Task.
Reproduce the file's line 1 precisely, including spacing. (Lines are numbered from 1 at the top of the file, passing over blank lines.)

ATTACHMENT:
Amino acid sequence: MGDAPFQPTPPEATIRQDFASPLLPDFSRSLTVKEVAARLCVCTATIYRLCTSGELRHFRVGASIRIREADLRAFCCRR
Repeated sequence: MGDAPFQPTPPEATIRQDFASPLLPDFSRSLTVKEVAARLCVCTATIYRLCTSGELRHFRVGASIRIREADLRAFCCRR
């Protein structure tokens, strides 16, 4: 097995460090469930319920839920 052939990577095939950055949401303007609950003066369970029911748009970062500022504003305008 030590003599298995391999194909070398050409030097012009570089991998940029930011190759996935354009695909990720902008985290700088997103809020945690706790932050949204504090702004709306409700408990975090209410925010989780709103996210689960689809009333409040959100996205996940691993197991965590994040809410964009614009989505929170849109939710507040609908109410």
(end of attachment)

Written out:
Amino acid sequence: MGDAPFQPTPPEATIRQDFASPLLPDFSRSLTVKEVAARLCVCTATIYRLCTSGELRHFRVGASIRIREADLRAFCCRR